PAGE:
A first collection of interconnected stories set in the coastal village of Luhi, on the island of Maui, by a Japanese- American born and raised in Hawaii. Point of view alternates gracefully among villagers of different age, sex, and race— Japanese, Chinese, Caucasian, Hawaiian and bapa, or mixed. In the O. Henry-winning title story, a young Japanese woman, weak of stomach, insists upon apprenticing herself to Auntie Talking to the Dead, a kahuna who prepares bodies for burial, because `` was she who understood the wholeness of things—the significance of directions and colors.'' A prevailing theme here is the conflict between the ``wholeness'' of traditional lifestyle and so-called progress. In the powerful ``The Caves of Okinawa,'' a Japanese-American WW II veteran tries to give his son, on leave from Vietnam, a ticket to Canada but is thwarted by his wife, who, though she, too, lives for their son, cannot face the dishonor of desertion. The father's war trauma involved his participation in the dynamiting of caves in which Japanese soldiers and villagers hid. Then, in ``A Spell of Kona Weather,'' we learn that the son has been killed in Vietnam. ``Spell'' seems incomplete, however; and, similarly, ``Certainty''—in which a young pregnant woman learns from her elderly mother what really happened the day her father left—seems at once too obvious and troubled by half-raised questions. ``A Summer Waltz,'' two children playing dress-up, is no more than a fragment; but fully realized pieces include the lovely ``Anchorage'' (a daughter and her grandmother fight a losing battle against Alzheimer's in her father), and ``The Prayer Lady'' (an old man wants to leave with his dead son on the night of the bon dance, when the Japanese send the dead spirits back to the sea). With her unearthing of the heartbreak that lies beneath Hawaii's sunny landscape, Watanabe makes an uneven but promising debut.

Pub Date: Aug. 1, 1992

ISBN: 0-385-41887-6

Page Count: 144

Publisher: Doubleday

Review Posted Online: June 24, 2010

Kirkus Reviews Issue: June 15, 1992

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An enjoyable, cozy novel that touches on tough topics.


A group of strangers who live near each other in London become fast friends after writing their deepest secrets in a shared notebook.

Julian Jessop, a septuagenarian artist, is bone-crushingly lonely when he starts “The Authenticity Project”—as he titles a slim green notebook—and begins its first handwritten entry questioning how well people know each other in his tiny corner of London. After 15 years on his own mourning the loss of his beloved wife, he begins the project with the aim that whoever finds the little volume when he leaves it in a cafe will share their true self with their own entry and then pass the volume on to a stranger. The second person to share their inner selves in the notebook’s pages is Monica, 37, owner of a failing cafe and a former corporate lawyer who desperately wants to have a baby. From there the story unfolds, as the volume travels to Thailand and back to London, seemingly destined to fall only into the hands of people—an alcoholic drug addict, an Australian tourist, a social media influencer/new mother, etc.—who already live clustered together geographically. This is a glossy tale where difficulties and addictions appear and are overcome, where lies are told and then forgiven, where love is sought and found, and where truths, once spoken, can set you free. Secondary characters, including an interracial gay couple, appear with their own nuanced parts in the story. The message is strong, urging readers to get off their smartphones and social media and live in the real, authentic world—no chain stores or brands allowed here—making friends and forming a real-life community and support network. And is that really a bad thing?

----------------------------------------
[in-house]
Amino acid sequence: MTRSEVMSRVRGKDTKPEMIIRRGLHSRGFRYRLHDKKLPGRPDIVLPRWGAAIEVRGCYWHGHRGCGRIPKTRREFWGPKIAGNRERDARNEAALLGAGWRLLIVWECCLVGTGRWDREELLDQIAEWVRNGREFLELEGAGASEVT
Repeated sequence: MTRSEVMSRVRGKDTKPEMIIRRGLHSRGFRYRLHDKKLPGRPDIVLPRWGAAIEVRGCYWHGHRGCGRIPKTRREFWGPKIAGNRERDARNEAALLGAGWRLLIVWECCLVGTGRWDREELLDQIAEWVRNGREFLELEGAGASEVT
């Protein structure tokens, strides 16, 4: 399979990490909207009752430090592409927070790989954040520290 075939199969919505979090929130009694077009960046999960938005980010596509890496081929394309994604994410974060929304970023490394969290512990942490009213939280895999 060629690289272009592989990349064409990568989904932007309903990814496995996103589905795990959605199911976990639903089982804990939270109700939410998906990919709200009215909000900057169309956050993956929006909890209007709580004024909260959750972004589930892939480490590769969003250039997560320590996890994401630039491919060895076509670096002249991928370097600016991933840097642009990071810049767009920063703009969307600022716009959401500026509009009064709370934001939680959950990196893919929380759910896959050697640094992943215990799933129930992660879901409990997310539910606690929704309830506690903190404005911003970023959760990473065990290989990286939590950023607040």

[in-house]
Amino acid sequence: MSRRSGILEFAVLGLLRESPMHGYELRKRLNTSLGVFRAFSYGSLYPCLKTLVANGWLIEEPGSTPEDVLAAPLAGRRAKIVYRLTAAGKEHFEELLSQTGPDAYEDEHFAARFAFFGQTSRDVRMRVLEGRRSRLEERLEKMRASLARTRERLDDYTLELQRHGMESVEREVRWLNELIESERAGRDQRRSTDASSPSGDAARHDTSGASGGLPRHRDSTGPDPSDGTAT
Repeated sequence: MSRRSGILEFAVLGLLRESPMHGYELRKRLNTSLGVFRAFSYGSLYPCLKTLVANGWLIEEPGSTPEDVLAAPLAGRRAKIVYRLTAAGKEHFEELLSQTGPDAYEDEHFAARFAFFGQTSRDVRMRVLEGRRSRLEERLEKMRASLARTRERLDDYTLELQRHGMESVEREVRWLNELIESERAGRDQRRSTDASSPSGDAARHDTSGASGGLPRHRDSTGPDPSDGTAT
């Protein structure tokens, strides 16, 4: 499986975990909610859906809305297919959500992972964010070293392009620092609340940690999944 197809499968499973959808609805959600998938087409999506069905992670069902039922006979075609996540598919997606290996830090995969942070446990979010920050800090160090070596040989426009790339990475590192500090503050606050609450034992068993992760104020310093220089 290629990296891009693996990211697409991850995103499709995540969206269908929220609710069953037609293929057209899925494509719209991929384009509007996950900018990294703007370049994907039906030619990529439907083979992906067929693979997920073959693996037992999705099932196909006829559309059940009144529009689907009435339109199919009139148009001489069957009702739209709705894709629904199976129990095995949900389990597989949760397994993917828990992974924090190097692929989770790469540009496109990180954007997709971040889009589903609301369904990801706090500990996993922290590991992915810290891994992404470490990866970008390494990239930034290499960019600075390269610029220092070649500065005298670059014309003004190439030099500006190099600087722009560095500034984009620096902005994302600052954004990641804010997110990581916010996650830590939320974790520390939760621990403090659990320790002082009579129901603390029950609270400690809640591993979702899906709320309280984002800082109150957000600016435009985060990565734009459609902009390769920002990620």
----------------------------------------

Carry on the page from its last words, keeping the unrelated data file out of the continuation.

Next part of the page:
An enjoyable, cozy novel that touches on tough topics.

Pub Date: Feb. 4, 2020

ISBN: 978-1-9848-7861-8

Page Count: 368

Publisher: Pamela Dorman/Viking

Review Posted Online: Oct. 27, 2019

Kirkus Reviews Issue: Nov. 15, 2019

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A strict report, worthy of sympathy.


A violent surfacing of adolescence (which has little in common with Tarkington's earlier, broadly comic, Seventeen) has a compulsive impact.

"Nobody big except me" is the dream world of Holden Caulfield and his first person story is down to the basic, drab English of the pre-collegiate. For Holden is now being bounced from fancy prep, and, after a vicious evening with hall- and roommates, heads for New York to try to keep his latest failure from his parents. He tries to have a wild evening (all he does is pay the check), is terrorized by the hotel elevator man and his on-call whore, has a date with a girl he likes—and hates, sees his 10 year old sister, Phoebe. He also visits a sympathetic English teacher after trying on a drunken session, and when he keeps his date with Phoebe, who turns up with her suitcase to join him on his flight, he heads home to a hospital siege. This is tender and true, and impossible, in its picture of the old hells of young boys, the lonesomeness and tentative attempts to be mature and secure, the awful block between youth and being grown-up, the fright and sickness that humans and their behavior cause the challenging, the dramatization of the big bang. It is a sorry little worm's view of the off-beat of adult pressure, of contemporary strictures and conformity, of sentiment….

A strict report, worthy of sympathy.

Pub Date: June 15, 1951

ISBN: 0316769177

Page Count: -

Publisher: Little, Brown

Review Posted Online: Nov. 2, 2011

Kirkus Reviews Issue: June 15, 1951

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